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Buckeye Partners closes acquisition of Bear Head Energy

Buckeye Partners has closed on the acquisition of Bear Head Energy.

Buckeye Partners has closed on the acquisition of Bear Head Energy, Inc., according to a news release.

Bear Head is developing a large-scale green hydrogen and ammonia production, storage and export project in Point Tupper, Nova Scotia with hydrogen electrolyzer capacity of more than 2 GW.

As part of the project’s phased development, Buckeye plans to partner with on-shore and off-shore renewable energy developers to build out a large-scale green hydrogen hub for Atlantic Canada.

Buckeye established its Alternative Energy operating segment as a clean energy business that focuses on the development, construction, and operation of alternative energy projects, including hydrogen, wind, and solar-powered energy solutions.

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Of CfDs and RFNBOs: Untangling the global hydrogen policy web

US ammonia and hydrogen project developers are increasingly looking to Japan and South Korea as target markets under the belief that new rules for clean hydrogen and its derivatives in Europe are too onerous.

Much fuss has been made about the importance of pending guidance for the clean hydrogen industry from US regulators. Zoom out further and major demand centers like the European Union, Japan, and South Korea have similarly under-articulated or novel subsidy regimes, leaving US clean fuels project developers in a dizzying global tangle of red tape.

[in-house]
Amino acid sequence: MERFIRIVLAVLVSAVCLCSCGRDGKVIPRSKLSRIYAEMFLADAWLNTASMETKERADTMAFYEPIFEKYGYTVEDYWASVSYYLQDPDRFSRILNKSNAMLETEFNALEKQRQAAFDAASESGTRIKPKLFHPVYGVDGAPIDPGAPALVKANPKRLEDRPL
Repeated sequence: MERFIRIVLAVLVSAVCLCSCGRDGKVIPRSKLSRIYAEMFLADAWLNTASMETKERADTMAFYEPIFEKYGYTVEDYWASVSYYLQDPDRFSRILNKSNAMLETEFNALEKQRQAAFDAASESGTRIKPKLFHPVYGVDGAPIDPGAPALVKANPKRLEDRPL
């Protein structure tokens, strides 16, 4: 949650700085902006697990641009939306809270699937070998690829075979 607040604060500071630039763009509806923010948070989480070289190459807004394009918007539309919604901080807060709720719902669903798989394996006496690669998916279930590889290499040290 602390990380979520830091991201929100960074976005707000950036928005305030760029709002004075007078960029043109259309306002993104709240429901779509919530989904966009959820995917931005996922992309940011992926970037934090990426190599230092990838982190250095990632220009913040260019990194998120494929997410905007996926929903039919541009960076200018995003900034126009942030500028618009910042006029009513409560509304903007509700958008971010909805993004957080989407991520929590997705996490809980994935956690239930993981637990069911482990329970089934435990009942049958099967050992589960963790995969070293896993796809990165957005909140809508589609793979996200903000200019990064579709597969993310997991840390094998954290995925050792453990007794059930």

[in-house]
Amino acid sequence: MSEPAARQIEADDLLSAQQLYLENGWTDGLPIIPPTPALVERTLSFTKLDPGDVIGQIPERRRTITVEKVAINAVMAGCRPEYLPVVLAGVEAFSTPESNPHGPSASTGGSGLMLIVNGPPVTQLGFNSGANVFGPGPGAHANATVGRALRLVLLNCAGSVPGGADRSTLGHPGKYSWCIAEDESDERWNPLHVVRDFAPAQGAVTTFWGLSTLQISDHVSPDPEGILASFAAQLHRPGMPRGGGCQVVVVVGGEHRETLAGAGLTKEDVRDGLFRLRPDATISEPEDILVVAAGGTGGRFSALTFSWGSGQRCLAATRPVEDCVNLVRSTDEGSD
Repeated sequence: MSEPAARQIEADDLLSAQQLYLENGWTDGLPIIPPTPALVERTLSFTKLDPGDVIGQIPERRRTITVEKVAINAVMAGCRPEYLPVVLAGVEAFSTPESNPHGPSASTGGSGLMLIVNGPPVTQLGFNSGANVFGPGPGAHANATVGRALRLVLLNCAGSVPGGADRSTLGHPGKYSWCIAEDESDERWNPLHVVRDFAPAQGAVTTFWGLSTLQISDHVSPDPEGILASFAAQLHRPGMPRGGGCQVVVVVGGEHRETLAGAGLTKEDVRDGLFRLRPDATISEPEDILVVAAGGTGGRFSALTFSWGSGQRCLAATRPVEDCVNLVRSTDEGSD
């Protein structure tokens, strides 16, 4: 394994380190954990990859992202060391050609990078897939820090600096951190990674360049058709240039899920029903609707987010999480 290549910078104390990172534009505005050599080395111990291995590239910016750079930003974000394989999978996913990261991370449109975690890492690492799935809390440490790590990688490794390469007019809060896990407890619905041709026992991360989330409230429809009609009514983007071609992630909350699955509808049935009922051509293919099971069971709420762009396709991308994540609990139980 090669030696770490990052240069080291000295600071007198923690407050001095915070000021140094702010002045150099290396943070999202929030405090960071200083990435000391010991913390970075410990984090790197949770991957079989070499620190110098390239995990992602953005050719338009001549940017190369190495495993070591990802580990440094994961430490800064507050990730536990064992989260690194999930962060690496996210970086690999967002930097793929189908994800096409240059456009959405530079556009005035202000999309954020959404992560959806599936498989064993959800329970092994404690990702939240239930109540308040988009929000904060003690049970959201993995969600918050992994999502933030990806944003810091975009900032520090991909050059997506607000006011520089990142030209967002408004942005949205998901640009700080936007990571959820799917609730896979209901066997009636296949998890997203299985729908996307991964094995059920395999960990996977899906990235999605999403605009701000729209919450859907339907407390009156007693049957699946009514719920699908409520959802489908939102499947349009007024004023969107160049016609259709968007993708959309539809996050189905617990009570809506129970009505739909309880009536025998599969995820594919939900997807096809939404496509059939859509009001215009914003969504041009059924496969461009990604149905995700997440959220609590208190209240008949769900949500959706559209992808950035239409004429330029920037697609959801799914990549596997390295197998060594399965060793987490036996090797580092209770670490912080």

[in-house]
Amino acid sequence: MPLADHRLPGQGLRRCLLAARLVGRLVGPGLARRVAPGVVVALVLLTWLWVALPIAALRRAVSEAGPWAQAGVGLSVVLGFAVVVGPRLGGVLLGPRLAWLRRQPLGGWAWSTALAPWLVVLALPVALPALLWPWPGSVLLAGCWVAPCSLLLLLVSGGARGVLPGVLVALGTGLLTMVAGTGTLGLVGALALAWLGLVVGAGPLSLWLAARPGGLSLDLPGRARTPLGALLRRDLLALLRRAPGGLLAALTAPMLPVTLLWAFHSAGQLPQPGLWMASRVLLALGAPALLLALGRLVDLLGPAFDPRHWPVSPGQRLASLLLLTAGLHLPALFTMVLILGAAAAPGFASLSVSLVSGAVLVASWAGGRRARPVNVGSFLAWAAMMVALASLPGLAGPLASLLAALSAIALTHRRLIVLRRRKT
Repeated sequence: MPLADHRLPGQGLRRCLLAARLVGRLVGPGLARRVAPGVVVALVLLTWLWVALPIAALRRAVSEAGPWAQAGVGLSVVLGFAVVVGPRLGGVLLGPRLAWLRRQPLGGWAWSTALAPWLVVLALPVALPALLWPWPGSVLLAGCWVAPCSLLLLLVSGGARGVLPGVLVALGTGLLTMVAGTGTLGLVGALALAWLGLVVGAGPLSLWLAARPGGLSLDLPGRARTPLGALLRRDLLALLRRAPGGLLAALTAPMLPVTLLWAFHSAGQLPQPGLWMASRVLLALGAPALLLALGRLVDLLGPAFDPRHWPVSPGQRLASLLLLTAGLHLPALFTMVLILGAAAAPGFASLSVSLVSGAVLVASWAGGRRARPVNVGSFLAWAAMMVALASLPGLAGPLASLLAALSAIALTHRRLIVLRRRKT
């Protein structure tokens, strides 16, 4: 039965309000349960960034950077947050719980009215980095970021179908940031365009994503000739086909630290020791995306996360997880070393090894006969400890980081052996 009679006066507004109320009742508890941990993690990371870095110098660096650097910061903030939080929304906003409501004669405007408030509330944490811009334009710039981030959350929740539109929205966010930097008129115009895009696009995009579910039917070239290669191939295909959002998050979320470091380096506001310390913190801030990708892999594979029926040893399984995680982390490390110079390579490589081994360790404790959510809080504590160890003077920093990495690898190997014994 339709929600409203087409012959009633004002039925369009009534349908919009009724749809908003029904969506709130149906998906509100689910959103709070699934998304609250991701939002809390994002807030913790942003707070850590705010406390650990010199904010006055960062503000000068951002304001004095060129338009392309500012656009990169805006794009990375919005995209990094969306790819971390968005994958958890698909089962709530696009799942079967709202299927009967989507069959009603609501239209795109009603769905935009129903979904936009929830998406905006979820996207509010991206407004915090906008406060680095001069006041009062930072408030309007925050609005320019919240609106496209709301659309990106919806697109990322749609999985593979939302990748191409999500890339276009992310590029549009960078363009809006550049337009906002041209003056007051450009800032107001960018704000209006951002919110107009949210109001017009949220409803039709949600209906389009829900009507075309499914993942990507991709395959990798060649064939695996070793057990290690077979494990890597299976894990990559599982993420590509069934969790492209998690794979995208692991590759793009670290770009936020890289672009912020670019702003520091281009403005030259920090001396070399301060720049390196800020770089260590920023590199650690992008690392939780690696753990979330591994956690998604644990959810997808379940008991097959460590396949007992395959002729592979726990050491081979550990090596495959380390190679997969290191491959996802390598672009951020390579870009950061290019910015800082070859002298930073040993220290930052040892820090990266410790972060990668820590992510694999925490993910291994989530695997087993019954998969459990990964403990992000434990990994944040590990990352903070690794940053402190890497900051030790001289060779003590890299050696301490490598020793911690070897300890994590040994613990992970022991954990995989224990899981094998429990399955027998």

But in the emerging global market for hydrogen and ammonia offtake, several themes are turning up. One is that US project developers are increasingly looking to South Korea and Japan as buyers, turning away from Europe following the implementation of rules that are viewed as too onerous for green hydrogen producers.

The other is that beneath the regulatory tangle lies a deep market, helping to answer one of the crucial outstanding questions that has been dogging the nascent ammonia and hydrogen industry: where is the offtake? 

Many projects are proceeding towards definitive offtake agreements and final investment decisions despite the risks embedded in potential changes in policy, according to multiple project finance lawyers. In most cases, reaching final agreements for offtake would not be prudent given the raft of un-issued guidance in these major markets, said the lawyers, who acknowledge a robust offtake market but may advise their clients against signing final contracts.